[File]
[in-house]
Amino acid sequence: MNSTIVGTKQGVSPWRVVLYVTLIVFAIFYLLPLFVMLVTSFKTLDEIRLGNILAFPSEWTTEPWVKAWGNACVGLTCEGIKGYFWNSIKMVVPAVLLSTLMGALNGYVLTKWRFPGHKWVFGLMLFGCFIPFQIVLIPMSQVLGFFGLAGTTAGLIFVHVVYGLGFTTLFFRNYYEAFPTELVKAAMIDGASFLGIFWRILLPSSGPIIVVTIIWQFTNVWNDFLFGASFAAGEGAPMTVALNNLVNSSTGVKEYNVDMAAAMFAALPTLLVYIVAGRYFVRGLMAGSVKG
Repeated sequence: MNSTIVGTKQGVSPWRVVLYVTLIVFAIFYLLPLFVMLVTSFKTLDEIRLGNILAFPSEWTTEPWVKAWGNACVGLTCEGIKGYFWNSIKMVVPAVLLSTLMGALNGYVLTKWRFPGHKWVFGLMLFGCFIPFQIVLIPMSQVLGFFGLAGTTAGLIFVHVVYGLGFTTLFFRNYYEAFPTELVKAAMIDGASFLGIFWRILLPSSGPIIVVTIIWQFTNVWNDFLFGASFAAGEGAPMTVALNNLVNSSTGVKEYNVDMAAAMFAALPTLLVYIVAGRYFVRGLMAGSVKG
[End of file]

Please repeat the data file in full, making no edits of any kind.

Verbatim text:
[in-house]
Amino acid sequence: MNSTIVGTKQGVSPWRVVLYVTLIVFAIFYLLPLFVMLVTSFKTLDEIRLGNILAFPSEWTTEPWVKAWGNACVGLTCEGIKGYFWNSIKMVVPAVLLSTLMGALNGYVLTKWRFPGHKWVFGLMLFGCFIPFQIVLIPMSQVLGFFGLAGTTAGLIFVHVVYGLGFTTLFFRNYYEAFPTELVKAAMIDGASFLGIFWRILLPSSGPIIVVTIIWQFTNVWNDFLFGASFAAGEGAPMTVALNNLVNSSTGVKEYNVDMAAAMFAALPTLLVYIVAGRYFVRGLMAGSVKG
Repeated sequence: MNSTIVGTKQGVSPWRVVLYVTLIVFAIFYLLPLFVMLVTSFKTLDEIRLGNILAFPSEWTTEPWVKAWGNACVGLTCEGIKGYFWNSIKMVVPAVLLSTLMGALNGYVLTKWRFPGHKWVFGLMLFGCFIPFQIVLIPMSQVLGFFGLAGTTAGLIFVHVVYGLGFTTLFFRNYYEAFPTELVKAAMIDGASFLGIFWRILLPSSGPIIVVTIIWQFTNVWNDFLFGASFAAGEGAPMTVALNNLVNSSTGVKEYNVDMAAAMFAALPTLLVYIVAGRYFVRGLMAGSVKG